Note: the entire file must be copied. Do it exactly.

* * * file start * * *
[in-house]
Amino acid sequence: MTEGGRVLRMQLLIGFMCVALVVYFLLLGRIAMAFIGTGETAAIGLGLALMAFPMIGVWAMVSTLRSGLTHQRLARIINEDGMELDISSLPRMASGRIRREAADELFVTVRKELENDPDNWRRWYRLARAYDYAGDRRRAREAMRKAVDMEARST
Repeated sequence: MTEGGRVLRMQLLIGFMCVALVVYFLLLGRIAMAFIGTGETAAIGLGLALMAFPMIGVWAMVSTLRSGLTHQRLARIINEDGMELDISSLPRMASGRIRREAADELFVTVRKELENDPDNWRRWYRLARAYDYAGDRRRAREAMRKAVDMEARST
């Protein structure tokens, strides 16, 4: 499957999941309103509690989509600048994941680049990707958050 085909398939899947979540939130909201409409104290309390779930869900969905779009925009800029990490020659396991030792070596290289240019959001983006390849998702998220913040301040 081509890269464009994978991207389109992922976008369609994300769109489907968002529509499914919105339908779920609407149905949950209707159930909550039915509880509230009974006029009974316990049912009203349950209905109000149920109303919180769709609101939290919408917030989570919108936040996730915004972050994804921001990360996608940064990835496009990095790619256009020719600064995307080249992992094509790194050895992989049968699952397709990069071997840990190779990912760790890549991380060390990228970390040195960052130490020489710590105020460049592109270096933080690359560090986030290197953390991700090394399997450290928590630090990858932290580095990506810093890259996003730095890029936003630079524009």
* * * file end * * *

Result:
[in-house]
Amino acid sequence: MTEGGRVLRMQLLIGFMCVALVVYFLLLGRIAMAFIGTGETAAIGLGLALMAFPMIGVWAMVSTLRSGLTHQRLARIINEDGMELDISSLPRMASGRIRREAADELFVTVRKELENDPDNWRRWYRLARAYDYAGDRRRAREAMRKAVDMEARST
Repeated sequence: MTEGGRVLRMQLLIGFMCVALVVYFLLLGRIAMAFIGTGETAAIGLGLALMAFPMIGVWAMVSTLRSGLTHQRLARIINEDGMELDISSLPRMASGRIRREAADELFVTVRKELENDPDNWRRWYRLARAYDYAGDRRRAREAMRKAVDMEARST
């Protein structure tokens, strides 16, 4: 499957999941309103509690989509600048994941680049990707958050 085909398939899947979540939130909201409409104290309390779930869900969905779009925009800029990490020659396991030792070596290289240019959001983006390849998702998220913040301040 081509890269464009994978991207389109992922976008369609994300769109489907968002529509499914919105339908779920609407149905949950209707159930909550039915509880509230009974006029009974316990049912009203349950209905109000149920109303919180769709609101939290919408917030989570919108936040996730915004972050994804921001990360996608940064990835496009990095790619256009020719600064995307080249992992094509790194050895992989049968699952397709990069071997840990190779990912760790890549991380060390990228970390040195960052130490020489710590105020460049592109270096933080690359560090986030290197953390991700090394399997450290928590630090990858932290580095990506810093890259996003730095890029936003630079524009």